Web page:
3 Reasons Wynn Resorts Stock Could Rise

By Markets Fool.com


Image source: Wynn Resorts.

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Most Americans think of Wynn Resorts as having helped make the Las Vegas Strip what it is today, with its namesake properties having helped dial up the luxury element for the U.S. gaming capital. Yet like rival Las Vegas Sands , Wynn Resorts has increasingly relied on its properties in Macau, Asia's gaming capital, for revenue and profits. Macau has been down and out for a couple of years now, but some believe that a turnaround is near, making it a good time to buy. Let's look at three of the key factors that could push shares of Wynn Resorts higher.

1. Any improvement in the Macau market could help Wynn Resorts.
Macau's plunge in business has hurt Wynn, Las Vegas Sands, and other companies in the region. Wynn has taken an especially hard hit in Macau, posting a 27% decline in segment revenue and a 34% plunge in EBITDA from the Macau market. However, those numbers aren't any worse than the overall performance of the entire Macau area as a whole, and that means that Wynn held onto its market share in the region.

Wynn arguably faced a bigger problem in Macau than Las Vegas Sands because Wynn has focused more on the key VIP market, which has taken an even larger hit than the mass market for gaming. Investigations from China have centered on potential money laundering among these high-roller clients, and that has forced Wynn to retrench and find new avenues for growth. Nevertheless, with CEO Steve Wynn saying that January was Macau's best month in a long time, some think that the downward pressure of the Asian gaming capital might finally ease up.

2. The opening of the Wynn Palace in Macau could end up being well-timed.
Any bounce in Macau would come at a perfect time for Wynn, which expects to open its Wynn Palace on the Cotai Strip in June. Investors expect Wynn Palace to become the company's most profitable resort as soon as it opens, but a large part of what has held back the stock has been uncertainty about whether the project would get off the ground. In particular, Steve Wynn has been extremely critical of the lack of clarity in the process, saying, "It's become a major issue in Macau as to the impact of government policy on and planning for employment, promotions, hiring, and compensation. None of us are really clear on what our environment is going to be like going forward."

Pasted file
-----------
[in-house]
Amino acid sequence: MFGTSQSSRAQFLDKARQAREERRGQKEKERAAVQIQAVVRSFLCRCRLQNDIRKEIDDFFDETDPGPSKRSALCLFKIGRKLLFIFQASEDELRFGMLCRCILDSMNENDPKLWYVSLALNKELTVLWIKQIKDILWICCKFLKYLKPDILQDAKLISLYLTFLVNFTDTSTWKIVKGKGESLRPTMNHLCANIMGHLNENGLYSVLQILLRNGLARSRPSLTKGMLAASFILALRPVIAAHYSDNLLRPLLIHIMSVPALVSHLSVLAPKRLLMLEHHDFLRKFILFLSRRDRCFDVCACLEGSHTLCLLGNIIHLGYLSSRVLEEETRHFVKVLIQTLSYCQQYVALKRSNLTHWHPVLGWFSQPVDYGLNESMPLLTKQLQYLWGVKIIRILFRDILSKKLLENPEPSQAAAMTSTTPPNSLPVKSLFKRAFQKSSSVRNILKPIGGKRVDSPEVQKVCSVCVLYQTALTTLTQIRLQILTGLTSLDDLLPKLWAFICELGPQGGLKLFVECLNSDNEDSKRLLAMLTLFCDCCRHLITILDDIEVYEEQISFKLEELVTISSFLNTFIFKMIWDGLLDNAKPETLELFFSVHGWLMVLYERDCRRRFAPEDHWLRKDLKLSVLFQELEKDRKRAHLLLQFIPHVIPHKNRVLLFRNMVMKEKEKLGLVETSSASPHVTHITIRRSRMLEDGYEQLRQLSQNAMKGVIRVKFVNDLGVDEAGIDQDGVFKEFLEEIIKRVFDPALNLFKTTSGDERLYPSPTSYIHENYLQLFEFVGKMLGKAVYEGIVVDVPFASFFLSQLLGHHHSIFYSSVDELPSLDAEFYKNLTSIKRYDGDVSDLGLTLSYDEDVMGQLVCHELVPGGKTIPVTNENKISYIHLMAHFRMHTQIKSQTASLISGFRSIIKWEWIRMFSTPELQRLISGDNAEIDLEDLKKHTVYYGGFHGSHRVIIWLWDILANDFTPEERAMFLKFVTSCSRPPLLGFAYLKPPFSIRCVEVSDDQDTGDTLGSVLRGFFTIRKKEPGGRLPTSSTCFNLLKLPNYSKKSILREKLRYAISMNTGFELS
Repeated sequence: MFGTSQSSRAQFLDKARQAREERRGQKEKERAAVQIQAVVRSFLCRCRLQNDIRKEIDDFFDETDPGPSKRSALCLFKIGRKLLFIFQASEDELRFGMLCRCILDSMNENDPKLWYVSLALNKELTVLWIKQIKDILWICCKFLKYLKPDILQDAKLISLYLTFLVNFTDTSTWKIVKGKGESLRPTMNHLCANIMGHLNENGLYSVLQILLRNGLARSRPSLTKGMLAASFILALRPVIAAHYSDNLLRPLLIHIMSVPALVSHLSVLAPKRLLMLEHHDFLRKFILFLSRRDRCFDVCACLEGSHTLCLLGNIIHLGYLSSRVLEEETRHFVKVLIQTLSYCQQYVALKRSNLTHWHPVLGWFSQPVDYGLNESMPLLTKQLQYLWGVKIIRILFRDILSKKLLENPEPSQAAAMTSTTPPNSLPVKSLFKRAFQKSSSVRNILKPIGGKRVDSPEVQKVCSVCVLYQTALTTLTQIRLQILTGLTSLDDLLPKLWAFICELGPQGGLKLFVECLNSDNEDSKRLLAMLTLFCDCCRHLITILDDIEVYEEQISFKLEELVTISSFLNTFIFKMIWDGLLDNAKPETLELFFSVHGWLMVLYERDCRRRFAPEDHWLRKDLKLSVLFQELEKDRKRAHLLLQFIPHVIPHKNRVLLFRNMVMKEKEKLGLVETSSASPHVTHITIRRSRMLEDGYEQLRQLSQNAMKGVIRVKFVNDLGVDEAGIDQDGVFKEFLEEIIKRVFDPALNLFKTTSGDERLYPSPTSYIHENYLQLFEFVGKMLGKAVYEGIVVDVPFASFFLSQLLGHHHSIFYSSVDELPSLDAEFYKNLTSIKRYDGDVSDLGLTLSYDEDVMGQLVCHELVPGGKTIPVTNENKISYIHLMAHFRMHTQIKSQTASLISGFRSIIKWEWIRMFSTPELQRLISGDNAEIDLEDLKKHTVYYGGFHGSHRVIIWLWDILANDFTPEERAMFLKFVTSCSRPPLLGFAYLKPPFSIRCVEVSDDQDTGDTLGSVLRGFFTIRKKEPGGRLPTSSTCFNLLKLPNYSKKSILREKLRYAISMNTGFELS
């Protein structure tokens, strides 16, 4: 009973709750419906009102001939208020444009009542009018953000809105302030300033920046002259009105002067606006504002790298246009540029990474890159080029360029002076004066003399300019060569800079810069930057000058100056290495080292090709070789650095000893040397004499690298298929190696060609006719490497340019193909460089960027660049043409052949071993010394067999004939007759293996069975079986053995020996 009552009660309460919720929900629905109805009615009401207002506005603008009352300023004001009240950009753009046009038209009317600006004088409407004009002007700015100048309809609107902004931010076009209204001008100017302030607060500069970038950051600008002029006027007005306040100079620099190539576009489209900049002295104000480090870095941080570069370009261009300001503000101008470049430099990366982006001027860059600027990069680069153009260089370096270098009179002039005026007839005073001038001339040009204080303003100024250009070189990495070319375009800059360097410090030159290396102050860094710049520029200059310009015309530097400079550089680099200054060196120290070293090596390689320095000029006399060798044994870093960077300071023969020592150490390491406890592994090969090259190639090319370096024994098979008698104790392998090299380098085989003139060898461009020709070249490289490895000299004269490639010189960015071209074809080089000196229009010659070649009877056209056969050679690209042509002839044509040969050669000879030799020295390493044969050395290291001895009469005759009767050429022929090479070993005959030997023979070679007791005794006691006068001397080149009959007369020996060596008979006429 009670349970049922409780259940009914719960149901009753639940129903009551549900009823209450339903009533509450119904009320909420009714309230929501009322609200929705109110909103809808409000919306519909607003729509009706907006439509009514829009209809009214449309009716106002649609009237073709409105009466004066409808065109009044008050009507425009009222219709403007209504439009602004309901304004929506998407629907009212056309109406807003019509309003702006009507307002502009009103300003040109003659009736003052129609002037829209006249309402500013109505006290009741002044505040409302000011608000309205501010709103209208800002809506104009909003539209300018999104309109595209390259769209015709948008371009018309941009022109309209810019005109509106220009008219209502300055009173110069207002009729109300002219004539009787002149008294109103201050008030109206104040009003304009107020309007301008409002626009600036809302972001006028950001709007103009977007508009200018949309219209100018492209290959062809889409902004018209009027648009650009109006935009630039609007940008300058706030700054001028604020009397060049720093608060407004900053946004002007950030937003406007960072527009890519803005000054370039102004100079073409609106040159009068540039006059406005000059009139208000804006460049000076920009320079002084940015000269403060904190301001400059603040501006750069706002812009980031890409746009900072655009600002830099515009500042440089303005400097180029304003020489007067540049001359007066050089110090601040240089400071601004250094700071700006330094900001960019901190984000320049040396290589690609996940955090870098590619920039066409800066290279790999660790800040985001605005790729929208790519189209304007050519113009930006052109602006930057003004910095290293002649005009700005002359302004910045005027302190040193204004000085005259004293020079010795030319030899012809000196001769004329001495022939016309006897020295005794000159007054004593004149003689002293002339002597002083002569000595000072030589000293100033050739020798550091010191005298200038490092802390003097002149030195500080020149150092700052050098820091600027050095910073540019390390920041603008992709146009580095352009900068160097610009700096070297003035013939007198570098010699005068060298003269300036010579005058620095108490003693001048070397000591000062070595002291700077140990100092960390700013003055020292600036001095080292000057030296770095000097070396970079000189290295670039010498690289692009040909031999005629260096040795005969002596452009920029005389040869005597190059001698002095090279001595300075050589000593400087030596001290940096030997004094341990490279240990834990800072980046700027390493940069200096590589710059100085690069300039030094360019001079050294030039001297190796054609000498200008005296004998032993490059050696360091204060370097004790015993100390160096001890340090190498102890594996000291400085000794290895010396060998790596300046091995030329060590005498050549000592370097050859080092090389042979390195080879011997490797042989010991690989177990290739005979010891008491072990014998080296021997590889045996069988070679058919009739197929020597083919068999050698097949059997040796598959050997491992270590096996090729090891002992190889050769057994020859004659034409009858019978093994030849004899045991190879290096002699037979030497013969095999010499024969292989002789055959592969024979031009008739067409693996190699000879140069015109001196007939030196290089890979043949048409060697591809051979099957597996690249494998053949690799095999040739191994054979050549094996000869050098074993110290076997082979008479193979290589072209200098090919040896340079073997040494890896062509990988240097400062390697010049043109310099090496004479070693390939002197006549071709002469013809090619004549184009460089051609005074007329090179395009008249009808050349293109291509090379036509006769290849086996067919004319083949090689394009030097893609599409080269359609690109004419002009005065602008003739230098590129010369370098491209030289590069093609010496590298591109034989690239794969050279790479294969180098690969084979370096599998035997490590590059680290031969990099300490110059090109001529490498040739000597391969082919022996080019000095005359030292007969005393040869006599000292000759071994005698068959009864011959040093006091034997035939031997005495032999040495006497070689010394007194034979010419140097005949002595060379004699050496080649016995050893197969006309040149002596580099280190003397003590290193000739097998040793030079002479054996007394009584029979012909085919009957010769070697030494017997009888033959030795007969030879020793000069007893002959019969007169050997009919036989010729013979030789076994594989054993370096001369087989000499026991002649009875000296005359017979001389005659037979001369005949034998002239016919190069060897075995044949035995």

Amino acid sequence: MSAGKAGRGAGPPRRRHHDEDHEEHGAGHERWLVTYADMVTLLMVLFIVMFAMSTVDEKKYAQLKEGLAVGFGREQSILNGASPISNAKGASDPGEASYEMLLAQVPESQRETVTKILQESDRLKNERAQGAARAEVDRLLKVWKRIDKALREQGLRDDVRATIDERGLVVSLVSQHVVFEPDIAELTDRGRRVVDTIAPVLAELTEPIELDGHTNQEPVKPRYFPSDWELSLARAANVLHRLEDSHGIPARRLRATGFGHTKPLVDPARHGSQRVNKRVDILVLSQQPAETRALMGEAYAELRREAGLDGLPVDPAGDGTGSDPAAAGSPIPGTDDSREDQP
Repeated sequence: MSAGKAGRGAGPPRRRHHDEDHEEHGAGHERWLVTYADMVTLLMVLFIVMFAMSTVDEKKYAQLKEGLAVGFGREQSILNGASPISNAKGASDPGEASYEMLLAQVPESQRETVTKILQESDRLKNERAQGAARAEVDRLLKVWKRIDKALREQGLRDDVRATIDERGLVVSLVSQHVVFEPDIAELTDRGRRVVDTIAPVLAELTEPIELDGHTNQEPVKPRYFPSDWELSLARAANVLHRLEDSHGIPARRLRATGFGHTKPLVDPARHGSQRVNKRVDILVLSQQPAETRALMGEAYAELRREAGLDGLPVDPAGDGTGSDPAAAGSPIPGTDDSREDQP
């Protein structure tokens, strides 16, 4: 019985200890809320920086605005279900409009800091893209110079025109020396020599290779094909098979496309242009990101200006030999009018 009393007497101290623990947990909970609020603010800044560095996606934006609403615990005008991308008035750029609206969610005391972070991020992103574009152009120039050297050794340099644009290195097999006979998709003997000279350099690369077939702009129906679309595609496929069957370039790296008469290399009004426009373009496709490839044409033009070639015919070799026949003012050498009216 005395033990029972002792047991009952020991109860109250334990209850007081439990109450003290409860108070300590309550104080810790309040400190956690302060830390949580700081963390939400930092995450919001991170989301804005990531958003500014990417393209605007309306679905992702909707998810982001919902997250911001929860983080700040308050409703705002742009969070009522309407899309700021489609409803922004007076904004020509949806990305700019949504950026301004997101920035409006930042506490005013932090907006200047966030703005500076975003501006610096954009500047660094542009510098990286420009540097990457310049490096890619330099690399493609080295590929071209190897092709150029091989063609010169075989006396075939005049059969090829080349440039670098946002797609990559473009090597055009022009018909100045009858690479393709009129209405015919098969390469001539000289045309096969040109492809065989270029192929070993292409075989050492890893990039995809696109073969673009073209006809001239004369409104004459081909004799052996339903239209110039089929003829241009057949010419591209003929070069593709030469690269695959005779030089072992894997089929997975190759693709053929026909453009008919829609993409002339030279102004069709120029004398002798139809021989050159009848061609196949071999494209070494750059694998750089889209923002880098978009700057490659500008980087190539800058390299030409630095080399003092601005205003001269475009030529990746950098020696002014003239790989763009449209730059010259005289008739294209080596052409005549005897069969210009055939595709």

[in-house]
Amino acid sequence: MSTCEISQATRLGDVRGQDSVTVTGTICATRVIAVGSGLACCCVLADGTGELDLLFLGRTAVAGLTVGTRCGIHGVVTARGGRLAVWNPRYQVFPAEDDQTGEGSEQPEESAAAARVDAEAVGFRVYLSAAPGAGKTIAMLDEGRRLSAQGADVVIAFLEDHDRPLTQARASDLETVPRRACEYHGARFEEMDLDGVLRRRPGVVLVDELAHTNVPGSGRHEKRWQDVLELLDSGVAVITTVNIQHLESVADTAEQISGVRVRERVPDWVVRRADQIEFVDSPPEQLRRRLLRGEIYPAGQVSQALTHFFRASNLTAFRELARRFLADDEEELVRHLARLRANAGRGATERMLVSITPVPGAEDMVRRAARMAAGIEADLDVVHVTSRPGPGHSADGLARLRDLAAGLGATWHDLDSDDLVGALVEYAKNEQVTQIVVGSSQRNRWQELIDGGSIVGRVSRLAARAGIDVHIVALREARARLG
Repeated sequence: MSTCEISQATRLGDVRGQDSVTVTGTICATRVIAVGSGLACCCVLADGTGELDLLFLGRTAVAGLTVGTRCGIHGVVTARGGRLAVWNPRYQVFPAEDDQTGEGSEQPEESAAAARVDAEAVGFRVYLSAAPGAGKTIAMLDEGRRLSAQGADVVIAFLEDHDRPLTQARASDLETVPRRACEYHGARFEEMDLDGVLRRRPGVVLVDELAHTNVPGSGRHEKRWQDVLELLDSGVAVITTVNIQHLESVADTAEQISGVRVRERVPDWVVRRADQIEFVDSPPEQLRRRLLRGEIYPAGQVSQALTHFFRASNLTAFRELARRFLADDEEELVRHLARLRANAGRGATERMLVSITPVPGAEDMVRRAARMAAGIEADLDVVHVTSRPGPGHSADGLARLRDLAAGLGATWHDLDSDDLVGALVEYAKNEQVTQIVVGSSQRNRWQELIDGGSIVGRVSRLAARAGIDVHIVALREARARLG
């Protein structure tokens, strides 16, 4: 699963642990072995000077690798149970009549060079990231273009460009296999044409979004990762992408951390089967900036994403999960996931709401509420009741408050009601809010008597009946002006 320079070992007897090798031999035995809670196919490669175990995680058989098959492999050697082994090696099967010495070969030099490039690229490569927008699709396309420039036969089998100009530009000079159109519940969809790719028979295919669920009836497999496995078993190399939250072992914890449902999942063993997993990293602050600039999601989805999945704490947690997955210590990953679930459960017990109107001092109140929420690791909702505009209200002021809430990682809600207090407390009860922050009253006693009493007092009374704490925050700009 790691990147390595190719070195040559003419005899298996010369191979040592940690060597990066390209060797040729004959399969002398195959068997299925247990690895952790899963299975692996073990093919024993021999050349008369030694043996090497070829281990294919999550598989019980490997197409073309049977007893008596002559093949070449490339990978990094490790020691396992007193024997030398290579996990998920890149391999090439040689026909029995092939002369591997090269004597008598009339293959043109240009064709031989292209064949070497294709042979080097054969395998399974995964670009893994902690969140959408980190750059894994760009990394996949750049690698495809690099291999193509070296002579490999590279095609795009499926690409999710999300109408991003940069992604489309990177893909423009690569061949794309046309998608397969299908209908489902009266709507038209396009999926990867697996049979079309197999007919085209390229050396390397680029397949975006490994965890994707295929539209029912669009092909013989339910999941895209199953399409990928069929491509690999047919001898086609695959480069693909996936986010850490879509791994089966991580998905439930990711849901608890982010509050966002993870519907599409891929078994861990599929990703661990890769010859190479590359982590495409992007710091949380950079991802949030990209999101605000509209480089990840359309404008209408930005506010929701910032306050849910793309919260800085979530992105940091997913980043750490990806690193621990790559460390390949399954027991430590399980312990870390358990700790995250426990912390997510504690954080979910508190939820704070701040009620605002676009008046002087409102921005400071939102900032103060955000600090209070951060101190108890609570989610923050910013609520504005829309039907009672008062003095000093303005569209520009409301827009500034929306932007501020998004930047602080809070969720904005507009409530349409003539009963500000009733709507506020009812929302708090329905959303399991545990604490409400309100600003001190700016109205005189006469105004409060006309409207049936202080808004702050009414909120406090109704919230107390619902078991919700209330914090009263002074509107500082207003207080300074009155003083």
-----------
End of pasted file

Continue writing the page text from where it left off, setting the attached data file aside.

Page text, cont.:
Now, though, it appears that the project will be able to gain the traction that investors had hoped to see, and Wynn Palace should help Wynn Resorts eat into Las Vegas Sands' long-held advantage in Macau. Cotai has been a huge growth area in the Asian gaming capital, but Las Vegas Sands has benefited disproportionately from its presence there. Wynn's move will hopefully even the playing field a bit more, and even with heightened competition from other Macau players, Wynn has the opportunity to demonstrate its appeal to customers across the globe.

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3. Solid performance in the U.S. is providing stability for Wynn Resorts.
Most investors have gotten so caught up in Macau that they've forgotten about Wynn's operations in the U.S., especially Las Vegas. In its most recent quarter, Wynn saw revenue from Vegas rise a modest 4%, but EBITDA climbed almost 15% as room revenue posted solid gains.

In addition to Vegas, Wynn is expanding elsewhere. Its planned Boston-area Wynn Everett resort has run into plenty of delays and obstacles, but the company still thinks it will open by the end of 2018. Given its proximity to the key New England market, Wynn Everett could give an appreciable boost to Wynn's domestic operations.

Wynn Resorts stock has performed horribly over the past couple of years, but signs of a rebound have some investors excited about its future. If it can get some favorable news on these three fronts, then Wynn Resorts could see its stock climb even further in 2016.

The article 3 Reasons Wynn Resorts Stock Could Rise originally appeared on Fool.com.

Dan Caplinger owns shares of Wynn Resorts, Limited. The Motley Fool has no position in any of the stocks mentioned. Try any of our Foolish newsletter services free for 30 days. We Fools may not all hold the same opinions, but we all believe that considering a diverse range of insights makes us better investors. The Motley Fool has a disclosure policy.